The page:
Standing Firmly for Freedom of Speech within Mormonism

Title page of the MormonThink website that may get David Twede excommunicated

I hope you have detected in my posts the affection I have for Mormonism. You may have wondered why I left Mormonism to become a Unitarian-Universalist.  (I officially remain on the Mormon Church’s records as a member, priest and elder.) The number one thing that drove me from active participation in Mormonism was abridgement of freedom of speech by Mormon Church leaders. Individual Mormons have been punished by the Mormon Church for their exercise of free speech even when they speak and write outside of church in a private capacity. According to the New York Times, this may be happening again, this time to David Twede. Here is the article: “Web Site Editor May Face Mormon Excommunication.”

Freedom of speech bolsters truth and weakens falsehood. If a belief is really true, it should having nothing to fear from freedom of speech. Believers in the virtues of the free market–which has some imperfections, but still has brought greater prosperity to the world than any other economic system ever has–should be attracted to the virtues of free speech as well. As a species, the human race cannot afford to give up the power of free speech to help us fulfill our potential.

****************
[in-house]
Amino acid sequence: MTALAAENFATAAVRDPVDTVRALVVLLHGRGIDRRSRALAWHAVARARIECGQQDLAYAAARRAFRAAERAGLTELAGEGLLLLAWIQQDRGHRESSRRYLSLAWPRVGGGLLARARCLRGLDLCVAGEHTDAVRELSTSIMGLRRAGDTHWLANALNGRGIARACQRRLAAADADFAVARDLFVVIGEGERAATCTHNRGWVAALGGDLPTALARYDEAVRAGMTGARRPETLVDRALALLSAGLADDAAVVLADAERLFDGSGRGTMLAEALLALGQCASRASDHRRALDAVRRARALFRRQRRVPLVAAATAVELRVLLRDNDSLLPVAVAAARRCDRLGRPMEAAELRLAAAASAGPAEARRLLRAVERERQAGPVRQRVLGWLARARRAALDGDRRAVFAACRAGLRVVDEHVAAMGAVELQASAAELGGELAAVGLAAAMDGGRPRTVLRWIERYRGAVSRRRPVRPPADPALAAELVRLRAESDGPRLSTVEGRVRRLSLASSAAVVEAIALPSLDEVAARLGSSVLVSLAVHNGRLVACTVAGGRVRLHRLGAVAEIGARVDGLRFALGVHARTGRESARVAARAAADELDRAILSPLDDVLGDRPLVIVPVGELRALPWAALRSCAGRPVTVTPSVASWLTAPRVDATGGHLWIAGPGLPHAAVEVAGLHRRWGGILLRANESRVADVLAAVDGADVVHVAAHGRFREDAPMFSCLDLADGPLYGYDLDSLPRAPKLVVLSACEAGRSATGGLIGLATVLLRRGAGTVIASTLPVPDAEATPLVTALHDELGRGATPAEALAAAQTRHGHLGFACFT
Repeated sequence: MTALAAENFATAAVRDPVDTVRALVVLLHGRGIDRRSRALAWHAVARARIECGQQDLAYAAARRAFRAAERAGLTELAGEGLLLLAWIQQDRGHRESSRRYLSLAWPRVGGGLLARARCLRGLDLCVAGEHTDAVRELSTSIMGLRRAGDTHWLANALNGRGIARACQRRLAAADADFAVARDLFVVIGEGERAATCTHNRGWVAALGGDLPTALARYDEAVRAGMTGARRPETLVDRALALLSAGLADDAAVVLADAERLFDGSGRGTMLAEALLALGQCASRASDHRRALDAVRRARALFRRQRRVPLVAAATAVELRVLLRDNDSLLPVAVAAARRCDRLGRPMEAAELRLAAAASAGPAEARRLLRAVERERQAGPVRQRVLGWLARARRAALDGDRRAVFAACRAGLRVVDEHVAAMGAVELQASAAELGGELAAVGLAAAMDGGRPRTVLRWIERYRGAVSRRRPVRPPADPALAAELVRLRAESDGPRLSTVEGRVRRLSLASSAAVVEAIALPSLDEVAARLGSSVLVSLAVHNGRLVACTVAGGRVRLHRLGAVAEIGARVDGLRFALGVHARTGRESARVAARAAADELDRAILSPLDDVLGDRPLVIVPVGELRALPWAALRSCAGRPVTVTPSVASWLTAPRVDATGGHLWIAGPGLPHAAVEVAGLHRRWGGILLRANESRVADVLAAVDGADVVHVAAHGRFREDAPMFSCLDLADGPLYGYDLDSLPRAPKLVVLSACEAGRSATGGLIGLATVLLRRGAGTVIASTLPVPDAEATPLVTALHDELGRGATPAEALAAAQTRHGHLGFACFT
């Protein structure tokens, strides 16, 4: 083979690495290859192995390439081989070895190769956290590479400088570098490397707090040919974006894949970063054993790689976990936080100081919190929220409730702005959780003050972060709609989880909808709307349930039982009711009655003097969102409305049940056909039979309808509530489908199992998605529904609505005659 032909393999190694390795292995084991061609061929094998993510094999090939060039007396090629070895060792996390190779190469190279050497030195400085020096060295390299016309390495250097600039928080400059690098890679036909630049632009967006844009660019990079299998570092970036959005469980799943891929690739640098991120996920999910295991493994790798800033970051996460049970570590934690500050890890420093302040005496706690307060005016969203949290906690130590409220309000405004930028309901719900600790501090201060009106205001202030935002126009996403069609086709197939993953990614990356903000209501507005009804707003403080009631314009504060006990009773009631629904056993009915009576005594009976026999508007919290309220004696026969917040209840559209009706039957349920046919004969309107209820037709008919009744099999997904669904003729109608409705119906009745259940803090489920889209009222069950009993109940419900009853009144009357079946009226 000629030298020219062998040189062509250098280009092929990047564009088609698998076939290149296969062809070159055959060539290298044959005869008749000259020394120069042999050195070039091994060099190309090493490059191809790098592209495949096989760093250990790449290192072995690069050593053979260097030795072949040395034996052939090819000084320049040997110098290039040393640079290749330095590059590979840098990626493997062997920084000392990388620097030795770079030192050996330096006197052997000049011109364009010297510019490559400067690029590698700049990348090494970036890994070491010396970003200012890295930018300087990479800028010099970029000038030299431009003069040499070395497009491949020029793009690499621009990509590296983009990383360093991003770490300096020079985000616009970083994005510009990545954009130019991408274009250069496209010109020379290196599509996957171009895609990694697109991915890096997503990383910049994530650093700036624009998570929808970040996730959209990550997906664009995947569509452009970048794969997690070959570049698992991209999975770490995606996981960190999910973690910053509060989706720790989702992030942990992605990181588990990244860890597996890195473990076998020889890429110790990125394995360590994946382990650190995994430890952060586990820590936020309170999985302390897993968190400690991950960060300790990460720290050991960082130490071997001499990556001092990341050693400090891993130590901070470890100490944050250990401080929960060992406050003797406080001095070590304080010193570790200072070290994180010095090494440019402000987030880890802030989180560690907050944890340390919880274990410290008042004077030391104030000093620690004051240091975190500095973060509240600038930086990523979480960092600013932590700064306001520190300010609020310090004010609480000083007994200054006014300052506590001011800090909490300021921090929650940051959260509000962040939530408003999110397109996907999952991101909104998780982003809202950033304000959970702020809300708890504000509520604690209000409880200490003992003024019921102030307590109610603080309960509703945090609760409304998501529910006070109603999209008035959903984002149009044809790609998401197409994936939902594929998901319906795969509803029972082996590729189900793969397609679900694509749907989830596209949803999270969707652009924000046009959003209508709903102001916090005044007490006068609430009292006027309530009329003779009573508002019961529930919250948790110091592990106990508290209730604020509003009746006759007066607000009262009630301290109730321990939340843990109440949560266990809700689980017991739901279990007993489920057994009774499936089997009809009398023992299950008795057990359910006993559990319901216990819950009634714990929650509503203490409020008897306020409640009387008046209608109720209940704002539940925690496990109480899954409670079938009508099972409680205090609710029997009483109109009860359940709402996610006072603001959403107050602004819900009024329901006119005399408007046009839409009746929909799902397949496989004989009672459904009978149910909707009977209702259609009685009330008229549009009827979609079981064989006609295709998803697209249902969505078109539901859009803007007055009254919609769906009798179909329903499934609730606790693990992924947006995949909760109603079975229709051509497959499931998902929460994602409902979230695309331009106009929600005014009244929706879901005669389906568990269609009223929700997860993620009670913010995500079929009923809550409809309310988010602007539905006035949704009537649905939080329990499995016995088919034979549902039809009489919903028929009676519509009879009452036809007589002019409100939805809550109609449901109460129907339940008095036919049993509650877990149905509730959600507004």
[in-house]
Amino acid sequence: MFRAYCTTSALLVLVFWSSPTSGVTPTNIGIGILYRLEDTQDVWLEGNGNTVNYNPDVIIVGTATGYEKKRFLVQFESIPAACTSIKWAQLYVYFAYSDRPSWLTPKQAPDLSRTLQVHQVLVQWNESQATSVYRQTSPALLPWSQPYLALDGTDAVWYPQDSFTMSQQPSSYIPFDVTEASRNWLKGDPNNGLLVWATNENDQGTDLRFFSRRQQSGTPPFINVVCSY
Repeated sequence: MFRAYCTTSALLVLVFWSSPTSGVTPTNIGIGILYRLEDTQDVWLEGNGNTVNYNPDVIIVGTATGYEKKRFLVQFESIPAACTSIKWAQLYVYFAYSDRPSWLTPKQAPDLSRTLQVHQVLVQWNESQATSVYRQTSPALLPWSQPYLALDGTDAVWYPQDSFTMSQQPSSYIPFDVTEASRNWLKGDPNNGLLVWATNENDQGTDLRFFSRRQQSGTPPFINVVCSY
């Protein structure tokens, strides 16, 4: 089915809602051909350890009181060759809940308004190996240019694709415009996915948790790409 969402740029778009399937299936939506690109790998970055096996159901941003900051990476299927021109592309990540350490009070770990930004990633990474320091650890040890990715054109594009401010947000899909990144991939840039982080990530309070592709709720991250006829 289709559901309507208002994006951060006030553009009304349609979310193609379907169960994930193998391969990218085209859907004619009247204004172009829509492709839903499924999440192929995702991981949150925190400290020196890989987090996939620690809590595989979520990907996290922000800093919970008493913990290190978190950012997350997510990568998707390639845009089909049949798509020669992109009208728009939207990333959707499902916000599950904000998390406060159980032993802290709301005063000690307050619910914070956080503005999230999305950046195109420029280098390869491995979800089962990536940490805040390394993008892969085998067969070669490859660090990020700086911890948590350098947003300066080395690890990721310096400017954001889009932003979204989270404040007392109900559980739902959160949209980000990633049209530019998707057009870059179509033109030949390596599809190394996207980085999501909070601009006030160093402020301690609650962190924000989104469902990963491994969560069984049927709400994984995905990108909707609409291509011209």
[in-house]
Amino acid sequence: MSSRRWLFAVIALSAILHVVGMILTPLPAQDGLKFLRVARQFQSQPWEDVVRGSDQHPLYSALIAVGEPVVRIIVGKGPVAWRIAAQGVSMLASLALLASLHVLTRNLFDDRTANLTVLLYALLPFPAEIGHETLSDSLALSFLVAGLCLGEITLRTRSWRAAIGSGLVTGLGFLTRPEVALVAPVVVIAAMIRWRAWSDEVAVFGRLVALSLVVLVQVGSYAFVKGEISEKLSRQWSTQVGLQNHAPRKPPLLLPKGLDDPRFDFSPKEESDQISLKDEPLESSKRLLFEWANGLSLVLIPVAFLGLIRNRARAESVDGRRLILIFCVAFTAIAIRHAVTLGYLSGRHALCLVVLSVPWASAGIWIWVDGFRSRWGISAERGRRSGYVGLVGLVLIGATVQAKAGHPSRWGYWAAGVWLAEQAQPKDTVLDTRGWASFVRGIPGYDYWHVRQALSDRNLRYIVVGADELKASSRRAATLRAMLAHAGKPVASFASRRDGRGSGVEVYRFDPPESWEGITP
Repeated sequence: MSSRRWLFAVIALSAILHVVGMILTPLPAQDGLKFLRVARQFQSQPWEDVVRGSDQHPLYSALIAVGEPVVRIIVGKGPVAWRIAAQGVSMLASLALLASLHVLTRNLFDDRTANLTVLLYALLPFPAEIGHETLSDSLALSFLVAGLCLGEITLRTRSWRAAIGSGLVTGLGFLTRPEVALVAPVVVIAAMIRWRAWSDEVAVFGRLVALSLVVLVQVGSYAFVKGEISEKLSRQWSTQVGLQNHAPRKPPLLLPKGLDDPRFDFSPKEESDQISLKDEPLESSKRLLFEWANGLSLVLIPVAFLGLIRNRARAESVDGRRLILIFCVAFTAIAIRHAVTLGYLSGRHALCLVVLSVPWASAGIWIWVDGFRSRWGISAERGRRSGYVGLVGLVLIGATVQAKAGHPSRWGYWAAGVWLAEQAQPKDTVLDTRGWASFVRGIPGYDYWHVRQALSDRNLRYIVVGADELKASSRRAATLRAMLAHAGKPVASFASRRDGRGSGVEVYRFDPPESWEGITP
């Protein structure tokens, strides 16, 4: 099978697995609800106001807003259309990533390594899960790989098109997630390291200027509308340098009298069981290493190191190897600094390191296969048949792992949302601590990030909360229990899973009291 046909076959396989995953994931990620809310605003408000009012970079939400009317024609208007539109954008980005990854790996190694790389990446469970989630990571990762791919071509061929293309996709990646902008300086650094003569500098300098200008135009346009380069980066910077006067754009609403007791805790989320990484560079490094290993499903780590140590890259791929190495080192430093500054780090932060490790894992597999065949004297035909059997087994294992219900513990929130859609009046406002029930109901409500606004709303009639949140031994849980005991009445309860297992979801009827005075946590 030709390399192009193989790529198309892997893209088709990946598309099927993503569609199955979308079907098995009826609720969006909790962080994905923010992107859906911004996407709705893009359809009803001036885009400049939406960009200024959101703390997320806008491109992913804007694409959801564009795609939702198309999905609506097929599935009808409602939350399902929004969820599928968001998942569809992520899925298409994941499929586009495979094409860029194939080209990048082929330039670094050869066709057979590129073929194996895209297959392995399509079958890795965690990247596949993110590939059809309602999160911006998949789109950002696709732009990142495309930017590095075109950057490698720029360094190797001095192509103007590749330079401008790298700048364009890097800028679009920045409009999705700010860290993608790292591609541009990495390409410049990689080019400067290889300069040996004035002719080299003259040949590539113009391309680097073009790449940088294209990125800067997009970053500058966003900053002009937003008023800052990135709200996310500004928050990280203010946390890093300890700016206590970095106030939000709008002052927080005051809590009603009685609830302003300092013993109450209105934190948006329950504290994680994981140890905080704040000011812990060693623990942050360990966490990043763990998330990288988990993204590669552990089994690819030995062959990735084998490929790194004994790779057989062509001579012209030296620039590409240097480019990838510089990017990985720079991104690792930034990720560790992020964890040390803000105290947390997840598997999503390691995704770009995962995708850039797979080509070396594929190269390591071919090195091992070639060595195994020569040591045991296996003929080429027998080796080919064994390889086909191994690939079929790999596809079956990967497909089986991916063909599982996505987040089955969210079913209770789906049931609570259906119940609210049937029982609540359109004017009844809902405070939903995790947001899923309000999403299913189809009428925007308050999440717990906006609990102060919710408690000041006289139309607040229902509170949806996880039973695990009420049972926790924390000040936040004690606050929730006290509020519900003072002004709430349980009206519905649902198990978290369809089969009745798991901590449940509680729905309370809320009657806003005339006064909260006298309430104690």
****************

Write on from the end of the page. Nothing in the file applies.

I recognize the need for institutions to maintain their institutional cohesion. It is inevitable that there are limitations on freedom of speech while someone is acting in an official capacity for an institution, and that there are rules of order during meetings of an institution. And it is inevitable that a wide range of information will be used when decisions are made about promotion to the leadership ranks of an institution. But rank-and-file members of an institution willing to remain rank-and-file members should never be punished for their exercise of freedom of speech on their own time and in a private capacity. As I tweeted a few minutes ago along with the New York Times link:

This is America! We should have freedom of speech so deep in our bones it’s hard to abridge it even in a church context

Update: Here is a link to a Huffington Post article about the the final outcome. (The article also has a graphic about the most and least Mormon states.)